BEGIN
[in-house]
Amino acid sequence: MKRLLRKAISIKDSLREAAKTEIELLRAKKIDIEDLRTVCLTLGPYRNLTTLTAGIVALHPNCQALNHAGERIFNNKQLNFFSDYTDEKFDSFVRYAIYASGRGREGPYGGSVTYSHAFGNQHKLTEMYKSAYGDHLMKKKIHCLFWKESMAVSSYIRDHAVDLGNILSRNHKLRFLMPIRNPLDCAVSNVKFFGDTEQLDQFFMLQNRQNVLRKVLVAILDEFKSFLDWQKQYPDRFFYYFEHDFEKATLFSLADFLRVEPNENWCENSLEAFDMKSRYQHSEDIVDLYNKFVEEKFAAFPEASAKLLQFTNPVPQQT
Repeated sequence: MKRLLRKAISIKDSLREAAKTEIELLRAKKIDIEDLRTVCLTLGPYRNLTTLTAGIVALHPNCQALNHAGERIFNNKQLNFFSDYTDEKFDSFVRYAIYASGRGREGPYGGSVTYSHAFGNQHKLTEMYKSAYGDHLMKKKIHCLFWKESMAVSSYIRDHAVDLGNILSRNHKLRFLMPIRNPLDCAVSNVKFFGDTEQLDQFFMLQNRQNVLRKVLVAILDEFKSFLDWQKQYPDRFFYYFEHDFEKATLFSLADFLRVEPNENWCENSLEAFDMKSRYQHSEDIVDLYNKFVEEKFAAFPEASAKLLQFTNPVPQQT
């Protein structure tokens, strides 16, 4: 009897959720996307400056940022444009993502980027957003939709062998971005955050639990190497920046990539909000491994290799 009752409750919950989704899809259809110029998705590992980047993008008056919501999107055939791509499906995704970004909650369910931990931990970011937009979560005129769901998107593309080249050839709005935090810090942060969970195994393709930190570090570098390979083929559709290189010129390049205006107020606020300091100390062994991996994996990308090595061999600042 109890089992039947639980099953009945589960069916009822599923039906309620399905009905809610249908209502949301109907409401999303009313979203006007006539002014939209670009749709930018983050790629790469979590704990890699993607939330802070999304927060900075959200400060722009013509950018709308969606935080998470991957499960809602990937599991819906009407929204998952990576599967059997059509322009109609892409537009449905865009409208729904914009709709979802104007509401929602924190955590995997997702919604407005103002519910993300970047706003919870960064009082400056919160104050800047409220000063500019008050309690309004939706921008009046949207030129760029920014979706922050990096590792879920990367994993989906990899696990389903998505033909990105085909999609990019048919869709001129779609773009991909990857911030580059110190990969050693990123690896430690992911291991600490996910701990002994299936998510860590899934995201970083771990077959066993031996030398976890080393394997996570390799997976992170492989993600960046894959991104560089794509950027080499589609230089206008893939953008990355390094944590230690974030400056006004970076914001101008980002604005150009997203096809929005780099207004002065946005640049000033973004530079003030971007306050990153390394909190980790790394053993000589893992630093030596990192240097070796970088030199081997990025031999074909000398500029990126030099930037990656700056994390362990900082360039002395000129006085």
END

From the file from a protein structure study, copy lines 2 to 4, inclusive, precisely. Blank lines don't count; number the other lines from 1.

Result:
Amino acid sequence: MKRLLRKAISIKDSLREAAKTEIELLRAKKIDIEDLRTVCLTLGPYRNLTTLTAGIVALHPNCQALNHAGERIFNNKQLNFFSDYTDEKFDSFVRYAIYASGRGREGPYGGSVTYSHAFGNQHKLTEMYKSAYGDHLMKKKIHCLFWKESMAVSSYIRDHAVDLGNILSRNHKLRFLMPIRNPLDCAVSNVKFFGDTEQLDQFFMLQNRQNVLRKVLVAILDEFKSFLDWQKQYPDRFFYYFEHDFEKATLFSLADFLRVEPNENWCENSLEAFDMKSRYQHSEDIVDLYNKFVEEKFAAFPEASAKLLQFTNPVPQQT
Repeated sequence: MKRLLRKAISIKDSLREAAKTEIELLRAKKIDIEDLRTVCLTLGPYRNLTTLTAGIVALHPNCQALNHAGERIFNNKQLNFFSDYTDEKFDSFVRYAIYASGRGREGPYGGSVTYSHAFGNQHKLTEMYKSAYGDHLMKKKIHCLFWKESMAVSSYIRDHAVDLGNILSRNHKLRFLMPIRNPLDCAVSNVKFFGDTEQLDQFFMLQNRQNVLRKVLVAILDEFKSFLDWQKQYPDRFFYYFEHDFEKATLFSLADFLRVEPNENWCENSLEAFDMKSRYQHSEDIVDLYNKFVEEKFAAFPEASAKLLQFTNPVPQQT
């Protein structure tokens, strides 16, 4: 009897959720996307400056940022444009993502980027957003939709062998971005955050639990190497920046990539909000491994290799 009752409750919950989704899809259809110029998705590992980047993008008056919501999107055939791509499906995704970004909650369910931990931990970011937009979560005129769901998107593309080249050839709005935090810090942060969970195994393709930190570090570098390979083929559709290189010129390049205006107020606020300091100390062994991996994996990308090595061999600042 109890089992039947639980099953009945589960069916009822599923039906309620399905009905809610249908209502949301109907409401999303009313979203006007006539002014939209670009749709930018983050790629790469979590704990890699993607939330802070999304927060900075959200400060722009013509950018709308969606935080998470991957499960809602990937599991819906009407929204998952990576599967059997059509322009109609892409537009449905865009409208729904914009709709979802104007509401929602924190955590995997997702919604407005103002519910993300970047706003919870960064009082400056919160104050800047409220000063500019008050309690309004939706921008009046949207030129760029920014979706922050990096590792879920990367994993989906990899696990389903998505033909990105085909999609990019048919869709001129779609773009991909990857911030580059110190990969050693990123690896430690992911291991600490996910701990002994299936998510860590899934995201970083771990077959066993031996030398976890080393394997996570390799997976992170492989993600960046894959991104560089794509950027080499589609230089206008893939953008990355390094944590230690974030400056006004970076914001101008980002604005150009997203096809929005780099207004002065946005640049000033973004530079003030971007306050990153390394909190980790790394053993000589893992630093030596990192240097070796970088030199081997990025031999074909000398500029990126030099930037990656700056994390362990900082360039002395000129006085």